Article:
People Think Health Care Reform Will Hurt Them

This is bad news for the Democratic reform effort: Gallup reports today that, according to its latest polling, more Americans than not think health care reform will hurt their own medical care and make it more expensive...though they think it will improve quality and access nationally.
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Thumbnail image for gallup health care access 7-29.gif So on the three main questions of health care--quality, access, and cost--people think President Obama's initiative will make things worse for themselves on all three fronts...and that it will make things better for the nation in two out of three categories.

(There's a fundamental discrepancy here: health care reform can't help the nation across the board, while at the same time hurting most individuals.)

The public narrative, this poll implies, is that health care reform means a tradeoff: is it worth more expenses and worse care for me, the average Gallup respondent, to improve quality and access across the board?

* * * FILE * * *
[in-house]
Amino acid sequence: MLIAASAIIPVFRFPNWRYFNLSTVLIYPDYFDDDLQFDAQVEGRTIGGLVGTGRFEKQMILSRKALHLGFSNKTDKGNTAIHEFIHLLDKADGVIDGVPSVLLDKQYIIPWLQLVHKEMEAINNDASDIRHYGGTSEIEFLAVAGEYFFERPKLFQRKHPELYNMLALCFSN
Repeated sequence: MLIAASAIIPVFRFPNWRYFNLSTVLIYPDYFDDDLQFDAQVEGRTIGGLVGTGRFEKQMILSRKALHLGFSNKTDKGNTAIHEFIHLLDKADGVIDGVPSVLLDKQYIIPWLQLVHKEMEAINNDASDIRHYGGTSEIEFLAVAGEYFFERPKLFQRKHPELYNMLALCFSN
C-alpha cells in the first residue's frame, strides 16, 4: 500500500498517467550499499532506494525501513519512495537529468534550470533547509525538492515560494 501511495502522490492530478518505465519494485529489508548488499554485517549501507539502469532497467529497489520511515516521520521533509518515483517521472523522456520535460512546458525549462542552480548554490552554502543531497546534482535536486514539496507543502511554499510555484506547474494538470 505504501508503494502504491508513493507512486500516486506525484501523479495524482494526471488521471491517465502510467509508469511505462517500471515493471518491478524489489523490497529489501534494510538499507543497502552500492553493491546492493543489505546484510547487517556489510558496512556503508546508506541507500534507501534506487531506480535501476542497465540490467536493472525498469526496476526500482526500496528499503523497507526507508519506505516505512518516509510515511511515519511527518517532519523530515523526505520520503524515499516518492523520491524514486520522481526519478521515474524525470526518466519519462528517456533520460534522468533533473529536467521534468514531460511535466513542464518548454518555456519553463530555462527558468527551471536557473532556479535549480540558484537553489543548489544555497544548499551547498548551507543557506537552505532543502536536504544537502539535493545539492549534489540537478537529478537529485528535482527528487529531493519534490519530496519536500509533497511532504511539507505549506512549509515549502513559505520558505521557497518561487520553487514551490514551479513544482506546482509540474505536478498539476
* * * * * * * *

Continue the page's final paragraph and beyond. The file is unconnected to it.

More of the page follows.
This is specifically not how Obama wanted to paint the health care issue. In speeches and town-hall events, the president has argued that health care is a pressing need for you, that you could lose your health insurance or go broke if we don't pass a reform bill--that it's not about the millions of people without health insurance, per se, but rather about skyocketing costs that make the current system untenable. His reforms are supposed to preserve quality, improve access, and drive costs down.

According to Gallup, the public doesn't believe him--at least on how reforms would affect them personally.

If Gallup's polling is right, the health care issue pits altruism against self-interest in the public mind. And it's a tough day for any initiative when people, on average, think it will hurt them personally, even if they see a solid upside for the rest of the nation.

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Chris Good is a political reporter for ABC News. He was previously an associate editor at The Atlantic and a reporter for The Hill.

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